In 1973, a retired agent returns to MI6 to hunt down a highly placed mole.
A smart, cool, compelling spy-thriller with top-notch performances and a surprisingly powerful ending.
Gary Oldman, Colin Firth, Tom Hardy, Mark Strong.
It was fun watching Tom Cruise scale a Dubai high-rise in the latest "Mission: Impossible," but I'm pretty sure the life of a secret agent looks more like "Tinker, Tailor, Soldier, Spy," a richly detailed adaptation of the cynical, sorrowful 1974 novel by former British intelligence officer David Cornwell, aka John le Carré. No high-tech bungee jumping here, just dueling bureaucracies and vaguely dissimilar ideologies -- and some of the steeliest assassins may be your own ladder-climbing colleagues.
The year is 1973, the Cold War has hardened to permafrost and office politics at Britain's MI6 -- "the circus," as it's unaffectionately called -- has truncated the long career of agent George Smiley (Gary Oldman). But the death of agency honcho Control (John Hurt) reveals that Soviet mastermind Karla (unseen, symbolically) has acquired a high-level British mole. Smiley is rehired to suss him out.
What follows is a tightly woven web of shoe-leather detective work, gentlemanly cloak-and-dagger and some brutally nasty business, but "Tinker, Tailor" is driven mainly by its characters, each concisely drawn and perfectly, often movingly, played. Oldman's Smiley is sublime, almost ghostly -- and more world-weary than Alec Guinness in the 1979 BBC miniseries -- but other standouts include Tom Hardy as a low-level dirty worker, Colin Firth as a chummy golden boy and Mark Strong as a self-sacrificing field agent. Benedict Cumberbatch is very good as an intriguingly altered version of Smiley's younger protege, agent Peter Guillam.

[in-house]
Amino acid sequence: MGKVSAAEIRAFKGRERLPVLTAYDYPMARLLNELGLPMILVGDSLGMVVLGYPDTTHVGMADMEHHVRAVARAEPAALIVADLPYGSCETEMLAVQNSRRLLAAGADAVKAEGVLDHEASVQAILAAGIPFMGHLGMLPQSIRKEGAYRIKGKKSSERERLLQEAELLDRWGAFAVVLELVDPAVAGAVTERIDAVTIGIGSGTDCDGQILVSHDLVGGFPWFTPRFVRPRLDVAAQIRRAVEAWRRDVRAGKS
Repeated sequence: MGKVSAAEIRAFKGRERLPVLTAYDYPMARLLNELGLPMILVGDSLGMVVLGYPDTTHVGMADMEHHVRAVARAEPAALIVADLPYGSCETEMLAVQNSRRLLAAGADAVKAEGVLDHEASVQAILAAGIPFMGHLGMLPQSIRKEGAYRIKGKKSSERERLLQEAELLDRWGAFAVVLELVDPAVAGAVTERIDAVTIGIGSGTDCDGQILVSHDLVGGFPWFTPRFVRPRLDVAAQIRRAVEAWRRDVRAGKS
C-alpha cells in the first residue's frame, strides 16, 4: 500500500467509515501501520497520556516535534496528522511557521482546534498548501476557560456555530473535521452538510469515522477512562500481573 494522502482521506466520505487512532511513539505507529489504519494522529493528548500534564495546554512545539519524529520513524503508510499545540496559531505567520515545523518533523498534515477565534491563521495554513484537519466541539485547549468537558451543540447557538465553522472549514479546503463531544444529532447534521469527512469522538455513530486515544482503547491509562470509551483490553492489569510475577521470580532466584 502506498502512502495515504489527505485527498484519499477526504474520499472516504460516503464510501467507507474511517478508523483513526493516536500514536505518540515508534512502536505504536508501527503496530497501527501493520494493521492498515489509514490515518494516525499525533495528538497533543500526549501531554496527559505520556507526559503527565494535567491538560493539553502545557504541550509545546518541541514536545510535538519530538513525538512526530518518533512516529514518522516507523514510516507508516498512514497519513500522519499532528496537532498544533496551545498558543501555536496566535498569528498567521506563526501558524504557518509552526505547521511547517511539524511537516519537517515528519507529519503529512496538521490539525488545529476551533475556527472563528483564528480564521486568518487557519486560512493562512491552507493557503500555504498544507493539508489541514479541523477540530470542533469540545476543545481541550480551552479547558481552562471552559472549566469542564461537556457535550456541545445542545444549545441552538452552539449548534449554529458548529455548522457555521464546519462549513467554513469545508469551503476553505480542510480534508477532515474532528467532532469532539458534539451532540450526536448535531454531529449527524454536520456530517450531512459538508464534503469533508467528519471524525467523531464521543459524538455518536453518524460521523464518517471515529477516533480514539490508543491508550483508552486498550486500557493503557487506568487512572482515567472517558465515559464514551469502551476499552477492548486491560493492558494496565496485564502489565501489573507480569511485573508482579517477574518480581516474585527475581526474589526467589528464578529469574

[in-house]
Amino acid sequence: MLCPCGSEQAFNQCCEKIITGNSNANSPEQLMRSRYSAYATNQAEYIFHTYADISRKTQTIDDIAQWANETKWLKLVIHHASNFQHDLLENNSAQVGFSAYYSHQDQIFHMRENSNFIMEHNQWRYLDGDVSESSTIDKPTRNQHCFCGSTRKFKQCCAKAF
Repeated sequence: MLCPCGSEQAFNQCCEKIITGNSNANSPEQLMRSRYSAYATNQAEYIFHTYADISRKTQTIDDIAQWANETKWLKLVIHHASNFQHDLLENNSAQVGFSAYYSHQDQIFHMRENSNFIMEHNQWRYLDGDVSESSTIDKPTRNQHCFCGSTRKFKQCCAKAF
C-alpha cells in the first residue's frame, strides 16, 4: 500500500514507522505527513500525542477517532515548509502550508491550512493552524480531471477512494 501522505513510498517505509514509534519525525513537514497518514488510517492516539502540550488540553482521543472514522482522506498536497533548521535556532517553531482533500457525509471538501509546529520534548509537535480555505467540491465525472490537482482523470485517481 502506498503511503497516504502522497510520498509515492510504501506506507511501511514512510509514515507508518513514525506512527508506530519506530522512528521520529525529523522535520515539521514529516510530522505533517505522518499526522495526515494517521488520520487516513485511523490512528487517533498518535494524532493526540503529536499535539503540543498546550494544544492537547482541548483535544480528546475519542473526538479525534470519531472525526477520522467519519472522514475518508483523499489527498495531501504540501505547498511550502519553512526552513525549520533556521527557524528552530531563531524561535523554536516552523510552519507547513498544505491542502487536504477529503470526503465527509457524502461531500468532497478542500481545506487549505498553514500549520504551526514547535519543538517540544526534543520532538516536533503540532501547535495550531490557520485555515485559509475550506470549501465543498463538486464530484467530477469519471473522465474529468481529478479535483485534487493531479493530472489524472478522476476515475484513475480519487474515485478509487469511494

The movie's handsome look -- all modernist offices and state-of-the-art tape decks -- has a certain retro appeal, but Swedish director Tomas Alfredson ("Let the Right One In") infuses every scene with calm, muted menace. He also executes a masterful closing sequence that ties up nearly a dozen loose ends -- all without a word. "Tinker, Tailor" packs an unexpected emotional punch, a secret weapon most spy thrillers forget to hide up their sleeves.PLOT In 1973, a retired agent returns to MI6 to hunt down a highly-placed mole.
PLOT In 1973, a retired agent returns to MI6 to hunt down a highly placed mole. RATING R (violence, language, nudity)
PLAYING AT Cinema Arts Centre, Huntington
BOTTOM LINE A smart, cool, compelling spy-thriller with top-notch performances and a surprisingly powerful ending.